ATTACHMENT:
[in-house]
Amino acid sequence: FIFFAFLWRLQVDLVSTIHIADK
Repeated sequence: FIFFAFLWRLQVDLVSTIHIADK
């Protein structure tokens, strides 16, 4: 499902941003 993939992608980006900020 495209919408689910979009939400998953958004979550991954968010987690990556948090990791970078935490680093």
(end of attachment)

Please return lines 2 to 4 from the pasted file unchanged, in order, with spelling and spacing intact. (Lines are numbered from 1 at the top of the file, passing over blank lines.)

Amino acid sequence: FIFFAFLWRLQVDLVSTIHIADK
Repeated sequence: FIFFAFLWRLQVDLVSTIHIADK
């Protein structure tokens, strides 16, 4: 499902941003 993939992608980006900020 495209919408689910979009939400998953958004979550991954968010987690990556948090990791970078935490680093």